Results of Gabriel’s lawsuit against Romania may be known late 2019
Gabriel Resources will have to wait until late next year to find out whether Romania will have to pay it $4.4 billion in alleged losses related to the company’s Rosia Montana gold and silver project, which the government of that country refused to approve following relentless protests.
The miner said the suit, filed last year at a World Bank’s tribunal, was met with a counter claim from Bucharest in February and a second one in May, which objected the company’s rights to utilize the United Kingdom-Romania bi-lateral investment treaty as a basis for its claims before the bank’s International Centre for Settlement of Investment Disputes.
Company is seeking $4.4bn in compensation for alleged losses related to its Rosia Montana gold and silver project, which Romania refused to approve following relentless protests.
In light of the new developments, Gabriel Resources now expects the hearing on the merits of its claim to take place three months later than originally anticipated, in December 2019, it said Wednesday.
After spending about 15 years and $700 million trying to build its flagship $2bn Rosia Montana mine in Romania, the Toronto-listed company locked-horns with the government of the European country, which yielded to environmentalists’ pressure and halted the project on concerns over the use of cyanide in the extraction process.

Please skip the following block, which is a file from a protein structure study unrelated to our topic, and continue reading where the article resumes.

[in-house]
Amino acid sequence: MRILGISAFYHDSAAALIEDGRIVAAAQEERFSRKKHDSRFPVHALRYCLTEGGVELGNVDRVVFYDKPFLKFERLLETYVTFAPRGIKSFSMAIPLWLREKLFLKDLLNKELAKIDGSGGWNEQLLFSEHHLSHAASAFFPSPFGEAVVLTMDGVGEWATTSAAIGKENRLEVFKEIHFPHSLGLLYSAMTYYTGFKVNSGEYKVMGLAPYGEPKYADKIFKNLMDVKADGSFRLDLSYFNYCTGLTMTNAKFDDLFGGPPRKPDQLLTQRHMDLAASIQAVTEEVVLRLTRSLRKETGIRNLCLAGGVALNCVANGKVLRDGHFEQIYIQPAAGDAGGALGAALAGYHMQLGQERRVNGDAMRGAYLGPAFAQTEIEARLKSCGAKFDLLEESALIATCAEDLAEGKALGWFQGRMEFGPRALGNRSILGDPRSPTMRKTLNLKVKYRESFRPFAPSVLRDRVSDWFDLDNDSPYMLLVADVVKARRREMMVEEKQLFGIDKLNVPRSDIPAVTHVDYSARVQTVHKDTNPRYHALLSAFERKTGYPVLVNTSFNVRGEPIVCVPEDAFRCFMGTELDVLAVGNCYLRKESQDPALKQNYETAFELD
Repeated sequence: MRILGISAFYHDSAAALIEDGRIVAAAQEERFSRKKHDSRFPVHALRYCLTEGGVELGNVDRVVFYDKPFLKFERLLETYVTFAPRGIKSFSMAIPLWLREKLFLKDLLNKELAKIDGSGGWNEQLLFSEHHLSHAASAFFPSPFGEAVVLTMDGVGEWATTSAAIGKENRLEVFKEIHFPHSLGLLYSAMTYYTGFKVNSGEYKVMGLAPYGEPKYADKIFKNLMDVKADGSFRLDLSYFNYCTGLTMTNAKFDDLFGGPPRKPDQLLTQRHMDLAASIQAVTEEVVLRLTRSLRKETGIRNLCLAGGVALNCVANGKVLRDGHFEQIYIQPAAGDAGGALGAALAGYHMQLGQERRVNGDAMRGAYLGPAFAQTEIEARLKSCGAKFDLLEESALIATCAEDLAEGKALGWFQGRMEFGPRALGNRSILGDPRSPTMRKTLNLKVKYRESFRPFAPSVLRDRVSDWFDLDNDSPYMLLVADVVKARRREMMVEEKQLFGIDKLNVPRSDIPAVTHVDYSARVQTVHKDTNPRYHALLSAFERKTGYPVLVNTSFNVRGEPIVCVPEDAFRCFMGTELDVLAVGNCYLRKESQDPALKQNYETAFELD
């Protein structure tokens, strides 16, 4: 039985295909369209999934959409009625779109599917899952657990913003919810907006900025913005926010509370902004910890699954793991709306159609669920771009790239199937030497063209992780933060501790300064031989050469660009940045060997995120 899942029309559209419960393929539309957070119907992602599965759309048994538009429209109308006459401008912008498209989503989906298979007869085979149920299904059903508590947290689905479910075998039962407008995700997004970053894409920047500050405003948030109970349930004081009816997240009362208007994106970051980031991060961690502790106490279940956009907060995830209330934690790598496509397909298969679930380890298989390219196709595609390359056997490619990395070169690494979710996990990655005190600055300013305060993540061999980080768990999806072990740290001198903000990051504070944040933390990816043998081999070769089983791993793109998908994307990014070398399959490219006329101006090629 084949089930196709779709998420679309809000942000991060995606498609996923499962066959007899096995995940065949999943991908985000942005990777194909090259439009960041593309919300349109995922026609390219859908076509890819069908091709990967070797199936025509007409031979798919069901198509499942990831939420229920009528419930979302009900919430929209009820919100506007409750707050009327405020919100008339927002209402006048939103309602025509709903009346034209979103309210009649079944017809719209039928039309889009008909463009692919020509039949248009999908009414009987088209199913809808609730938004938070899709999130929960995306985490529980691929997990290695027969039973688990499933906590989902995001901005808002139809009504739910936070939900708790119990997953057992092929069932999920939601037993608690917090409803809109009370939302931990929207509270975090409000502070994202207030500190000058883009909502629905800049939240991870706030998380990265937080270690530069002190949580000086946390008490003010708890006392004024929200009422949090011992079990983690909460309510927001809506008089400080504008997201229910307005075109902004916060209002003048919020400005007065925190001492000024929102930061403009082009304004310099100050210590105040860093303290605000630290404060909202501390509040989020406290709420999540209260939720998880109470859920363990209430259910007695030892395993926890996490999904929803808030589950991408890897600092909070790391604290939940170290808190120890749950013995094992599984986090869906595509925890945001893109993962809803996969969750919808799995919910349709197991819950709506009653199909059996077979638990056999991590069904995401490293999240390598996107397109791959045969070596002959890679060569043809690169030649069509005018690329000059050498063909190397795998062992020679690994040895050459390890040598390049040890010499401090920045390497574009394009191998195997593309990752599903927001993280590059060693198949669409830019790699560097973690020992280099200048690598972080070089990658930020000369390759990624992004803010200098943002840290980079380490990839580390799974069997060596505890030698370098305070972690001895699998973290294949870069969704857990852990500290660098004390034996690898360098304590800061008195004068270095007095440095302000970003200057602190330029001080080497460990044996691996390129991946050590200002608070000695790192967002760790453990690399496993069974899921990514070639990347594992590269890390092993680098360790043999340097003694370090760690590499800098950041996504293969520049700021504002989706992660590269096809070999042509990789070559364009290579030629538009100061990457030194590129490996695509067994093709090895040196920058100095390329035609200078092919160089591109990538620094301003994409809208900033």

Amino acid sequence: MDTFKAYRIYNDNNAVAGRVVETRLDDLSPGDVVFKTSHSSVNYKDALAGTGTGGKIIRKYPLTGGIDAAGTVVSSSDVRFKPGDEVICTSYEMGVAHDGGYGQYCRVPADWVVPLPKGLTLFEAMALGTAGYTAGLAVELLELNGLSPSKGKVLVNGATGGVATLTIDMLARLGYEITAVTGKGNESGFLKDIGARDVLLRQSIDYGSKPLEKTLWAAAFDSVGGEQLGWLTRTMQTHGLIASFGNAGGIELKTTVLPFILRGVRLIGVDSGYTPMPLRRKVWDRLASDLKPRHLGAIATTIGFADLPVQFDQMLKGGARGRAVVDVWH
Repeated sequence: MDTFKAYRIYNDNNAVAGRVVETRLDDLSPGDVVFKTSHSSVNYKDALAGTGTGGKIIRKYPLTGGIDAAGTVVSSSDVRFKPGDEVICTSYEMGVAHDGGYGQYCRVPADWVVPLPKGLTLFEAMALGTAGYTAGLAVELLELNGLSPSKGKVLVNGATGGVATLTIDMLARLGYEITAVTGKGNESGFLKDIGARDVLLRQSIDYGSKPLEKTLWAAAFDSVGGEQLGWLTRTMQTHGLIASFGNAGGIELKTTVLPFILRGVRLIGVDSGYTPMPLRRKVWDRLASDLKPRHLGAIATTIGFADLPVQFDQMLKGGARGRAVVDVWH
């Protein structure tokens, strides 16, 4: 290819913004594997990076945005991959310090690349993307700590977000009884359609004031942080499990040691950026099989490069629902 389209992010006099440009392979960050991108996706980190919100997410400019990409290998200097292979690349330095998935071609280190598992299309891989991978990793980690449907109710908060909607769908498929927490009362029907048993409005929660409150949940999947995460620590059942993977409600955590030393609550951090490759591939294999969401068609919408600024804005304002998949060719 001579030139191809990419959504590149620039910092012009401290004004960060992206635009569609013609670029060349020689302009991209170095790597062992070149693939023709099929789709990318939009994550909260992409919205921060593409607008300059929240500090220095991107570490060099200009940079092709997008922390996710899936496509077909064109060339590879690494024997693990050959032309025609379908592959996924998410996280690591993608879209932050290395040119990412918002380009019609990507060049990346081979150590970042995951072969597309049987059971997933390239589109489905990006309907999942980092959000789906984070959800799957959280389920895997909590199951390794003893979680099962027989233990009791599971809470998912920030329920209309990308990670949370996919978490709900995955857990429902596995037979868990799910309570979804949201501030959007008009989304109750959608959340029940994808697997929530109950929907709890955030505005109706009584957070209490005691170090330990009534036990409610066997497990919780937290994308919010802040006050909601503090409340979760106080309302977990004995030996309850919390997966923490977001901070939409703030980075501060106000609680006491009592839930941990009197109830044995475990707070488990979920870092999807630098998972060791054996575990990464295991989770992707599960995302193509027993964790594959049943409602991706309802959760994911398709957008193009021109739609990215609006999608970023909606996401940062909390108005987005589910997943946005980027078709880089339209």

Opponents to the project also claimed that Rosia Montana Gold Corporation, majority owned by Gabriel Resources, incurred in money laundering and tax evasion.
Bucharest officially withdrew its support for the project in 2014, after revoking a bill that would have allowed the mine to go ahead.
Gabriel tried reaching an “amicable solution” with the Central European nation, but the lack of answers pushed it to seek international arbitration.
The open pit operation would have been Europe’s largest gold mine and, according to the company, it would have injected up to $24 billion into Romania’s economy.
The $4.4-billion damage claim represents roughly 2% of the nation’s gross domestic product of about $220 billion (187.5 billion Euros) recorded last year, based on data from its National Institute of Statistics.
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